(1) When field data on the proposed dumping are adequate to predict initial dispersion and diffusion of the waste, these shall be used, if necessary, in conjunction with an appropriate mathematical model acceptable to EPA or the District Engineer, as appropriate.

(2) When field data on the dispersion and diffusion of a waste of characteristics similar to that proposed for discharge are available, these shall be used in conjunction with an appropriate mathematical model acceptable to EPA or the District Engineer, as appropriate.

(3) When no field data are available, theoretical oceanic turbulent diffusion relationships may be applied to known characteristics of the waste and the disposal site.

(b) When no other means of estimation are feasible.

(1) The liquid and suspended particulate phases of the dumped waste may be assumed to be evenly distributed after four hours over a column of water bounded on the surface by the release zone and extending to the ocean floor, thermocline, or halocline if one exists, or to a depth of 20 meters, whichever is shallower, and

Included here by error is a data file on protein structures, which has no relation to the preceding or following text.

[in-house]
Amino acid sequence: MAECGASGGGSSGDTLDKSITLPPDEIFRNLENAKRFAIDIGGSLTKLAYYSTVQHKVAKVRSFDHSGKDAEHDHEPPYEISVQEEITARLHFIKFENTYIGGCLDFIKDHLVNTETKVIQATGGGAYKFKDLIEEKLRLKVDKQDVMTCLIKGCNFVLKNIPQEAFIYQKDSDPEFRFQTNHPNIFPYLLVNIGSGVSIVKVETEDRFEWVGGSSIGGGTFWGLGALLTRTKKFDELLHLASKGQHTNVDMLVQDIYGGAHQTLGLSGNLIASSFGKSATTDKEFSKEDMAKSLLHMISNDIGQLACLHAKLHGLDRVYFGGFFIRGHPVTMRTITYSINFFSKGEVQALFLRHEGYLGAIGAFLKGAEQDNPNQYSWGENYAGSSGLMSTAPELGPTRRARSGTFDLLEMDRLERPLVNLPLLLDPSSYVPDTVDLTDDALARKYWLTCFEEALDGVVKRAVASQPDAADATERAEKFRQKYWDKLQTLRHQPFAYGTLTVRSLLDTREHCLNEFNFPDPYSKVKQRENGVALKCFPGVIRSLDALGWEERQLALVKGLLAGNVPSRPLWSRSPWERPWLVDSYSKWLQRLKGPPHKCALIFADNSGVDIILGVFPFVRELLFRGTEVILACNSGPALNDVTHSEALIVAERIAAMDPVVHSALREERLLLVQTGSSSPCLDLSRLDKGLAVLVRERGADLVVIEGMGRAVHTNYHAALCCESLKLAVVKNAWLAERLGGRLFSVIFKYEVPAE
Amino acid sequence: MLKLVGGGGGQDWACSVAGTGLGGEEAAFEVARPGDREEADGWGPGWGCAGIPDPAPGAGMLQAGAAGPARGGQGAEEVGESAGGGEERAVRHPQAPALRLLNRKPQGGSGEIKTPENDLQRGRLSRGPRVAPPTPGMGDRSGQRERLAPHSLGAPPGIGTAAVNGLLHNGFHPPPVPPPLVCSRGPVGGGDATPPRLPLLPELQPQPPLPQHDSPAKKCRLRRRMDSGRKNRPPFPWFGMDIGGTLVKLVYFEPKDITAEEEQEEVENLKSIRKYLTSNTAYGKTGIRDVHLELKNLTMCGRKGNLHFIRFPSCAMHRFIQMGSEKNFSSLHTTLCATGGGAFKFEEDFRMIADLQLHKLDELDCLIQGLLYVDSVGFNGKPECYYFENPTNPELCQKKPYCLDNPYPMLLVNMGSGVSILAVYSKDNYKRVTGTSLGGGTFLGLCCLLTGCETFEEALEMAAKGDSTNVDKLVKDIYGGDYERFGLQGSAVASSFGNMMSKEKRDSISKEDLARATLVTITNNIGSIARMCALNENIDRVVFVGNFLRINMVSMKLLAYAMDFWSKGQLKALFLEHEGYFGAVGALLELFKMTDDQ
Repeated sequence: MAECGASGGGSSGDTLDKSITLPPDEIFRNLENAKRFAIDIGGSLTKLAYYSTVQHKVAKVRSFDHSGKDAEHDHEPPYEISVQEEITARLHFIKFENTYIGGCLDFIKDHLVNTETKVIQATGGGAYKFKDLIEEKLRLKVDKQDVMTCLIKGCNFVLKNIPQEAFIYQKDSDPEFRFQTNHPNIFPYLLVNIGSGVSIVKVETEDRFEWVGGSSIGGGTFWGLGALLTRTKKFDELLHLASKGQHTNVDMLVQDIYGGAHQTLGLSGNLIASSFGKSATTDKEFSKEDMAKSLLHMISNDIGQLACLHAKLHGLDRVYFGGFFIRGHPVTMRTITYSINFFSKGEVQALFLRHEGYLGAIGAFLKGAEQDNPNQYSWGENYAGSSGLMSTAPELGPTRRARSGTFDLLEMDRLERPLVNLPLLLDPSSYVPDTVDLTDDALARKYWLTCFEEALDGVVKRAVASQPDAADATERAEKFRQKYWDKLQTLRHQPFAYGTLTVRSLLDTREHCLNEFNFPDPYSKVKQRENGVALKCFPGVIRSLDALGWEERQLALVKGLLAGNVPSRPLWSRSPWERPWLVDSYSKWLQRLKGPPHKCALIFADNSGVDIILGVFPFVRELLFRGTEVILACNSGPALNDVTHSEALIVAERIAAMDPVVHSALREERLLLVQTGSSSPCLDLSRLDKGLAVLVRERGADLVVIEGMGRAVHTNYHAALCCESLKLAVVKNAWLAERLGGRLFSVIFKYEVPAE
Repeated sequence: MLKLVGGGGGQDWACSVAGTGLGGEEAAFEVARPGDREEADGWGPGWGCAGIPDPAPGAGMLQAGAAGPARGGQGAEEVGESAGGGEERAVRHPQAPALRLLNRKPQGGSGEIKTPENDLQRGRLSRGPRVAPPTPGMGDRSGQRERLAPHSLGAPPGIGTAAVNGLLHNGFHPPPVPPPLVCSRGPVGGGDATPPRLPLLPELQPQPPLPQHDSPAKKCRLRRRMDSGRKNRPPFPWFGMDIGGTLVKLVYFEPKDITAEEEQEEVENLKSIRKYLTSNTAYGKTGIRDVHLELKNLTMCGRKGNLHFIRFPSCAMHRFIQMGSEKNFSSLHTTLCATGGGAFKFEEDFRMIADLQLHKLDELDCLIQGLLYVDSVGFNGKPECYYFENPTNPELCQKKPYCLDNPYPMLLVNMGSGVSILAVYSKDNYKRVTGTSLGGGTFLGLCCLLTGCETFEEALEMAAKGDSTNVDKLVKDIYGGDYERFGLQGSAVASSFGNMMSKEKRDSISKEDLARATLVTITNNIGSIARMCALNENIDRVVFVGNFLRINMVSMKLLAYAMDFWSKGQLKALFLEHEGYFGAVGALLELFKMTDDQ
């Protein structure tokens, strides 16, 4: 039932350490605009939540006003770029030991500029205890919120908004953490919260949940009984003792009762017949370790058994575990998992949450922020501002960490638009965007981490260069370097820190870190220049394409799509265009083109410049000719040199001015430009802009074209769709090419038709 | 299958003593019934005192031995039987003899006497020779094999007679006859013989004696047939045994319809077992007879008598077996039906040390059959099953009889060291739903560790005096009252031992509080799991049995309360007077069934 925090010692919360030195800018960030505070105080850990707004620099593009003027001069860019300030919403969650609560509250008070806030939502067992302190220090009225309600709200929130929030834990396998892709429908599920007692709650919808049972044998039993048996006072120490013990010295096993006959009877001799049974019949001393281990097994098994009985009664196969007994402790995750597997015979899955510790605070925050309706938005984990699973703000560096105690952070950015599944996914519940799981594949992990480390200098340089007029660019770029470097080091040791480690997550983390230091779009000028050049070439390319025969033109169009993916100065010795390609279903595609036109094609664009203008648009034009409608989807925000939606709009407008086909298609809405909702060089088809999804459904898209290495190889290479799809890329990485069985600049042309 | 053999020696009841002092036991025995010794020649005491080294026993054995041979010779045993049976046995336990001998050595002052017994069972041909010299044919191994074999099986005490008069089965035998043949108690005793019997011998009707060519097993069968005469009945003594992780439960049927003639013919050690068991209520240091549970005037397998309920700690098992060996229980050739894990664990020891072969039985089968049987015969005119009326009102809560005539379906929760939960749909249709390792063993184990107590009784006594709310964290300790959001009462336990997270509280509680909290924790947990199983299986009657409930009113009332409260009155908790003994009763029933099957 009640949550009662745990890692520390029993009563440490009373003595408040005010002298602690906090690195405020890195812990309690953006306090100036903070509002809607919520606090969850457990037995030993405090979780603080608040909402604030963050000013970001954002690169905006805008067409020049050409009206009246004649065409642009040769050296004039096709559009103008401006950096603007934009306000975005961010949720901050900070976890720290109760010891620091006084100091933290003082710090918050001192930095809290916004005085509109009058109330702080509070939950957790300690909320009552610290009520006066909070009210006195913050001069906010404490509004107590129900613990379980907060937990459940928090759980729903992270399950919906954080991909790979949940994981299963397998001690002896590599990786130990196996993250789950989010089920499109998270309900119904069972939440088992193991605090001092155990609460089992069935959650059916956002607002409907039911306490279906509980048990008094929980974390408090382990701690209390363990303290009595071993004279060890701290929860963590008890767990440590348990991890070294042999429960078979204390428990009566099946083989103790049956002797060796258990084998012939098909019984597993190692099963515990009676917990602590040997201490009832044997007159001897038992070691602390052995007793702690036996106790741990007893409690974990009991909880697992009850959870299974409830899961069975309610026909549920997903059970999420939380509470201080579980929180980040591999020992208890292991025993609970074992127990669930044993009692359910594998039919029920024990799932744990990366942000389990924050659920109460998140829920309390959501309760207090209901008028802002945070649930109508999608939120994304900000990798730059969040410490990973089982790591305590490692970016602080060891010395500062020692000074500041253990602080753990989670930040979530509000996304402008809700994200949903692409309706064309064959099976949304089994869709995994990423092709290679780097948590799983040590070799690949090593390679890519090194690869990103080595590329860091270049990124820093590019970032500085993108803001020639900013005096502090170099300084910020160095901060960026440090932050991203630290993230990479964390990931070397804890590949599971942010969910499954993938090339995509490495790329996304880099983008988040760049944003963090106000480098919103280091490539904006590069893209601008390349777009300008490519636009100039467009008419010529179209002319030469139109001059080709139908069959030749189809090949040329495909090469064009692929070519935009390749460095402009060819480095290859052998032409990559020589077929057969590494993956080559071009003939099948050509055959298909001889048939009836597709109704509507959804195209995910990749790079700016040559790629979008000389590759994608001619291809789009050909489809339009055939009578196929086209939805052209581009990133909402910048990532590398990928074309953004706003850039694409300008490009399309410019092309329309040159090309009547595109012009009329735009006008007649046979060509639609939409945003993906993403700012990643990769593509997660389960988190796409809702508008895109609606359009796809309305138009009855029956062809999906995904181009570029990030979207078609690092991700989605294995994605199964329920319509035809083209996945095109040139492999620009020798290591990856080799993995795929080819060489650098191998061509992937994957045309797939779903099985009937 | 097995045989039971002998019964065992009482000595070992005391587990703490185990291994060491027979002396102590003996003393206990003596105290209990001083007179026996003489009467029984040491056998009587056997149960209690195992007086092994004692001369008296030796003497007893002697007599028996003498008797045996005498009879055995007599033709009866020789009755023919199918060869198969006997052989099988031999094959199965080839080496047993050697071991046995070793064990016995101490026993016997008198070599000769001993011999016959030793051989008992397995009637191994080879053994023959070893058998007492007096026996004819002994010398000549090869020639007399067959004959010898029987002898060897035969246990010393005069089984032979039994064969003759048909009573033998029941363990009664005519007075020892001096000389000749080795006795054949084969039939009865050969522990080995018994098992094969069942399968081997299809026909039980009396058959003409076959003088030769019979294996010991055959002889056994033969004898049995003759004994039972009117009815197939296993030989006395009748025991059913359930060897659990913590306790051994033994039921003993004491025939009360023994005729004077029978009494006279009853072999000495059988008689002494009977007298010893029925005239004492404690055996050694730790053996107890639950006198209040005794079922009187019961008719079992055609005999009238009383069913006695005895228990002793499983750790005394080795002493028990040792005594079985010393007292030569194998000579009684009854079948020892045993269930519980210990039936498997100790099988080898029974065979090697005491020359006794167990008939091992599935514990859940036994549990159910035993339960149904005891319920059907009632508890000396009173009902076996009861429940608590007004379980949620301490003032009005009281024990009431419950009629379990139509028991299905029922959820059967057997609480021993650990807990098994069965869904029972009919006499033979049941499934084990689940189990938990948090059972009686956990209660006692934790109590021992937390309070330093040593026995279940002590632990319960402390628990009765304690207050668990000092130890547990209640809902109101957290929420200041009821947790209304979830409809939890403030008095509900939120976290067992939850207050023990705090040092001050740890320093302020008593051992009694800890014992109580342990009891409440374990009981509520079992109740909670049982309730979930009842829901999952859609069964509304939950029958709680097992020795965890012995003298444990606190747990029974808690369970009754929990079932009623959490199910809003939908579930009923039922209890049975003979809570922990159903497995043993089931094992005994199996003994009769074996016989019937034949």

(2) The solid phase of a dumped waste may be assumed to settle rapidly to the ocean bottom and to be distributed evenly over the ocean bottom in an area equal to that of the release zone as defined in §227.28.

(c) When there is reasonable scientific evidence to demonstrate that other methods of estimating a reasonable allowance for initial mixing are appropriate for a specific material, such methods may be used with the concurrence of EPA after appropriate scientific review.

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§227.30   High-level radioactive waste.

High-level radioactive waste means the aqueous waste resulting from the operation of the first cycle solvent extraction system, or equivalent, and the concentrated waste from subsequent extraction cycles, or equivalent, in a facility for reprocessing irradiated reactor fuels or irradiated fuel from nuclear power reactors.

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§227.31   Applicable marine water quality criteria.

Applicable marine water quality criteria means the criteria given for marine waters in the EPA publication “Quality Criteria for Water” as published in 1976 and amended by subsequent supplements or additions.

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§227.32   Liquid, suspended particulate, and solid phases of a material.